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what is the difference between 4ohm and 8 ohm speakers? (I know, 4 ohms! but seriously folks...)


why would you want 4ohm vs 8ohm?


why are most DIY plans ~4ohms?


why are most commercial speakers 8ohm?



I ask these questions mostly because I was thinking it would be fun to make a pair of MTM towers and am having trouble finding 8 ohm designs, and my receiver (yamaha htr-5860), while it will support 4ohm speakers, is really intended for 8 ohm commercial speakers.
 

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No speaker is a pure resistive load. The resistance varies with frequency. An 8 ohm speaker can be 40 ohms at one frequency, and the impedance curve can drop to 5 ohms at some frequencies. Whether a speaker is 4 ohms or 8 ohms tends to be a coarse generalization, based upon an estimate, and maybe with where the minimum impedance is.


MTMs tend to be 4 ohms (on average) and they generally use two 8 ohm woofer/midrange drivers. I suppose you could use two 16 ohm drivers to make an 8 ohm system...


Have fun.
 

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Paul


Explain to him the diff in 4,6,8 Z and why one would use one over the other. I'm too tired.


Bear!
 

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I'm interested in learning this as well.


I've noticed on some receivers the Wattage doubles for powering 4 ohms, why is this?

IE. 50 X 2 into 8ohms......100 X 2 into 4 ohms?
 

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Quote:
Originally Posted by jedi.night
I'm interested in learning this as well.


I've noticed on some receivers the Wattage doubles for powering 4 ohms, why is this?

IE. 50 X 2 into 8ohms......100 X 2 into 4 ohms?
That's because an amplifier is supposed to look like a perfect voltage source. So if the impedance (ie ohms) drops in half, the current needs to double to maintain that same voltage. So with the same voltage but double the current you have double the power. The reason many amplifiers will not double in power is beacuse they can't supply enough current. You need a beefy amp and power supply to supply unlimited current.


Ed
 

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OK, lets try.


Speaker are matched to the amps ability not the other way around.

THe ability of a amp is by design dictated by cost and type. Class A, A/B , D, or Mosfet. [C&F is used in radio freq.stuff] and that is a whole chapter by itself.


When "they" design a amp to meet a certain price point it dictates what "they" use for components.

The current out put is determined by the final out put transistors [ or tubes] The higher current transistors and more of them with cooling fans $$$$$ will result in its ability to provide more current at the same voltage.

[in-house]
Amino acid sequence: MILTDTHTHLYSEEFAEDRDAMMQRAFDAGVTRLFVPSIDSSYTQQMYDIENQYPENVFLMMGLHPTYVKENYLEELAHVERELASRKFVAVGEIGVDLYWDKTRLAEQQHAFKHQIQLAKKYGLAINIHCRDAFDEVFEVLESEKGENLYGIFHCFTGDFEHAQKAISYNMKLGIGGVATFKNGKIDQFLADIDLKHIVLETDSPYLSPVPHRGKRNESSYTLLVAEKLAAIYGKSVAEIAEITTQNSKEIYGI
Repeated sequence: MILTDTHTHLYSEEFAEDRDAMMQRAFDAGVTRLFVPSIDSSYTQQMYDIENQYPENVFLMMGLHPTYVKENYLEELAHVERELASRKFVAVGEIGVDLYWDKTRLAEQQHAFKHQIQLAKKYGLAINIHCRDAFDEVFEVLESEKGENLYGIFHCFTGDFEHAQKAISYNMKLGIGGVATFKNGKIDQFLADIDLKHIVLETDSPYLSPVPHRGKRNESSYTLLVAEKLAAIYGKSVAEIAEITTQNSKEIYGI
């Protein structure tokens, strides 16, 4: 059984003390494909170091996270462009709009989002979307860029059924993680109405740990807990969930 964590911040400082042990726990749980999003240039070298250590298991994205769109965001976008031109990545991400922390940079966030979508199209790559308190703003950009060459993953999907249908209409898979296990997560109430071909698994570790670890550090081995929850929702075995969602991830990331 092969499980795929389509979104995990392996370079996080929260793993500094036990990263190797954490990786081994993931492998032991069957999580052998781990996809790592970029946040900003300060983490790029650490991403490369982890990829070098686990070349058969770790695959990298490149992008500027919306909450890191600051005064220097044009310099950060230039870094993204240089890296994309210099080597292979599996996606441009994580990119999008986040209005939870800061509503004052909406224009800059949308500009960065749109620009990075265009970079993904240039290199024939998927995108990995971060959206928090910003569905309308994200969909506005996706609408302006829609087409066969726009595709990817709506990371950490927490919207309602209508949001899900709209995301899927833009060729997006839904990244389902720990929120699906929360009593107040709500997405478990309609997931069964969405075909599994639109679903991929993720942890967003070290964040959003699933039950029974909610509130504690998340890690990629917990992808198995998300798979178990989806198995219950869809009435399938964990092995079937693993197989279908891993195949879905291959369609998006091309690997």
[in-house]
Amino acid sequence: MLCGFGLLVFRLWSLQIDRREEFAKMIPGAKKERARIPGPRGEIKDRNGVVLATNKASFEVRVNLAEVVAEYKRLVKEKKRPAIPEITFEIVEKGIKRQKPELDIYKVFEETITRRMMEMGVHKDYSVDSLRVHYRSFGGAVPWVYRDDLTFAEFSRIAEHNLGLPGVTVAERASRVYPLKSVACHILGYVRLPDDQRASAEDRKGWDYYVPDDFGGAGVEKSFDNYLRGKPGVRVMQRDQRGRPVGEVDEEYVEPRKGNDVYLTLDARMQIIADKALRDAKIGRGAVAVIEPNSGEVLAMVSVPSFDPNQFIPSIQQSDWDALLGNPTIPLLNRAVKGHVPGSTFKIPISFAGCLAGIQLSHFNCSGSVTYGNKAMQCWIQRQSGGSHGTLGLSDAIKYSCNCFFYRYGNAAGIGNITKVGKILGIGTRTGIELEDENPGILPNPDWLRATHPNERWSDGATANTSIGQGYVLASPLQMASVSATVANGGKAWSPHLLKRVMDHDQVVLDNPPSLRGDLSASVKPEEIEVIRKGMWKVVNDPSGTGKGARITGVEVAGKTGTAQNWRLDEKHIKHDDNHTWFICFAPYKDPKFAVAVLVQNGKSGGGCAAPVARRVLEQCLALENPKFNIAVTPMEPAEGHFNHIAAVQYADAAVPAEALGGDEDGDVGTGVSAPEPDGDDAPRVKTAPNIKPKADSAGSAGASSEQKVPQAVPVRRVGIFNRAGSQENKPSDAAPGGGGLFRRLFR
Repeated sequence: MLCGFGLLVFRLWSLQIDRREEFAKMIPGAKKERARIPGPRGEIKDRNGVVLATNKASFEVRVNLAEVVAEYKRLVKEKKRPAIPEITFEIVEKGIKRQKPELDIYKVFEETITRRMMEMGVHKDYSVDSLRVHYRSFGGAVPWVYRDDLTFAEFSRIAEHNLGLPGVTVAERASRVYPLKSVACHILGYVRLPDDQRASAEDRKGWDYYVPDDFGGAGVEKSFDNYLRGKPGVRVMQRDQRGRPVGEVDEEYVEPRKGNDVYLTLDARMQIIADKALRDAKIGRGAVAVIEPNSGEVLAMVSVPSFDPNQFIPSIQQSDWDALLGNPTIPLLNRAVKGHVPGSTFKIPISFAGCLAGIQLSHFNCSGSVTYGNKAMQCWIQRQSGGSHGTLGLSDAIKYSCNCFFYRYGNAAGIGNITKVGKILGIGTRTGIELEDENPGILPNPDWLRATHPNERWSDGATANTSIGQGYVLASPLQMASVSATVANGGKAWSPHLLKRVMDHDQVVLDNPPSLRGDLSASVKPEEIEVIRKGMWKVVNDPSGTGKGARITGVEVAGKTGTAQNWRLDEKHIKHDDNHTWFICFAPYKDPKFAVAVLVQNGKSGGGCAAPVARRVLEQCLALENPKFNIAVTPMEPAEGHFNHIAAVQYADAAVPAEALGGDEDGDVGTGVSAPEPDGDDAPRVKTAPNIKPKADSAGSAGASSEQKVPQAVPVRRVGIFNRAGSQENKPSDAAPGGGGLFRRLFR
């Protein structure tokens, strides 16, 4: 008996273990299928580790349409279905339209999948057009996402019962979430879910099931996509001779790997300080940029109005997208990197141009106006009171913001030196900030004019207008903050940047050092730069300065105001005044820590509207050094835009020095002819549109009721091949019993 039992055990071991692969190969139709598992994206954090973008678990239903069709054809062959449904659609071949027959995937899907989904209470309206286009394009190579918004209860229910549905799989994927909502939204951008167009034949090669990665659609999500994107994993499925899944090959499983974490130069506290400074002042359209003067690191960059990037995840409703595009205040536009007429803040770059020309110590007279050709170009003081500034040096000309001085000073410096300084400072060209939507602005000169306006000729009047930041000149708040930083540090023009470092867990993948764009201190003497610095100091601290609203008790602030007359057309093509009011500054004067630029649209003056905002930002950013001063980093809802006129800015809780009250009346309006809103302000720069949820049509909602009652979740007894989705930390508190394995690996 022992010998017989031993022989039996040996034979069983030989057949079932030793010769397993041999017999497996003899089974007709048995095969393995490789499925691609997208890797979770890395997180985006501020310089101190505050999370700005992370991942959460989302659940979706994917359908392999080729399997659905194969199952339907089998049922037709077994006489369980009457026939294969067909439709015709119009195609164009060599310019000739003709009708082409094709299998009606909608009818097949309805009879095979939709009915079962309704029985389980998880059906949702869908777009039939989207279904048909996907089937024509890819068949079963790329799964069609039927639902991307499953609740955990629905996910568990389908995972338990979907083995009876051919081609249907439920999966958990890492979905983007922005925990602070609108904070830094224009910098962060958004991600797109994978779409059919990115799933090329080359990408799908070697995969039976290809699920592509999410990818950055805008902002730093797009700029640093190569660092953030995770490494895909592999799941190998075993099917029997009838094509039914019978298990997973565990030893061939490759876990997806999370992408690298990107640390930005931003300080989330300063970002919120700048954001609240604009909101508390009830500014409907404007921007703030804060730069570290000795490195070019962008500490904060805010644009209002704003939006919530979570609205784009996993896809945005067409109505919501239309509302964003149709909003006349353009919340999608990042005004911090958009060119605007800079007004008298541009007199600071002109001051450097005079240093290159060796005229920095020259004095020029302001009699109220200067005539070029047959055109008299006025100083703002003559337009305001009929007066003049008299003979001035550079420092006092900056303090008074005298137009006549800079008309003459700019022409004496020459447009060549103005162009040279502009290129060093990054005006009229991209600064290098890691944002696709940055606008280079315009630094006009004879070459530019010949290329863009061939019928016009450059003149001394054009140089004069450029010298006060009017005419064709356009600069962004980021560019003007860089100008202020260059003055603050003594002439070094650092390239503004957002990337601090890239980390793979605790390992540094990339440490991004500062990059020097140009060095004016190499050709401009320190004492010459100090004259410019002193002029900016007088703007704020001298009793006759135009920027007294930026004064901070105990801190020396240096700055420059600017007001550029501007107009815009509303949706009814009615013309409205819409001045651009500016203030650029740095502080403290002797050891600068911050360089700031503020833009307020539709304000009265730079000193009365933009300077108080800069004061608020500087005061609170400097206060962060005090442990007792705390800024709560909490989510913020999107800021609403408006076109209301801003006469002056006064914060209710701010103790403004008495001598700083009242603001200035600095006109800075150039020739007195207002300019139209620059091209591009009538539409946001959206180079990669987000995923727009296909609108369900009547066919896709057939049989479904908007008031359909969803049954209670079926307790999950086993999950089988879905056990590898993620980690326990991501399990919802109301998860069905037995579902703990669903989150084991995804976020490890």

This is not a good analogy but will give you the idea. Take a 12 volt car battery and a bunch of [8] D-cell flash light batts. Both will give you 12 volts but the car batt will power a head lamp while the 'D's" barely light a parking lamp. THe head lamp has less resistance [ohms][closer to a short] draws more power than the small park bulb that has higher resistance [ohms] and draws a lot less current.


The head lamp won't be very bright , if at all, and cause the 'Ds" to get hot. "like a hernia" but the park lamp will coast on the big car batt. burn at full rated brightness BUT give you a lot less light than the head lamp on the car batt.


Ok, the amp with more and higher current out-put transistors will power lower resistive speakers without burning up the finals.


If the amp is rated down to 4 ohms than it can saftly power high draw {low ohms] speakers as well as higher ohms like 6,8,12,16, etc.

BUT the higher in ohms value you go the less power it will draw and thus for the same efficiantcy speaker you get less volume [SPL- sound pressure levels] [less light output]

Now there is theory amongst many that the higher the impedance [ohms =Z] the less harsh and cleaner the speaker will sound for a number of reasons like less chance of amp clipping [distortion]. AS in every thing else there is a point of diminishing return, where you run out of loud knob [Read as current control for now] . There is more, but thats for another day.


LIke a light bulb, if you combine 2 equal speakers in series than it will double the resistance and thus draw less current and each one will not be as bright but the combined light of the 2 will be that of 1 alone.


If you combine the 2 speakers in parallel it will draw twice the current , [be twice as bright combined as one alone but will deplete the batt twice as fast]. Create more heat in the amp that it may not be able to get ride of and you FIZZ WAP the amp.


By trying to keep it simple it does get complicated :confused:



Bear!


Consumer "commercial' speakers 8 ohm are for the vast majoity of amps on the market and can easyly be driven by 4ohm type amps.


Most, not all, DIY amps are 4 Z because the cost is within reason to get the higher current and a great many are Mosfit type. [cheap good and easy] but may not satisfy some "audiophiles" golden ear bone. [They hear things I never knew existed] :D
 

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:eek: My finger was getting tired.


Bear!
 
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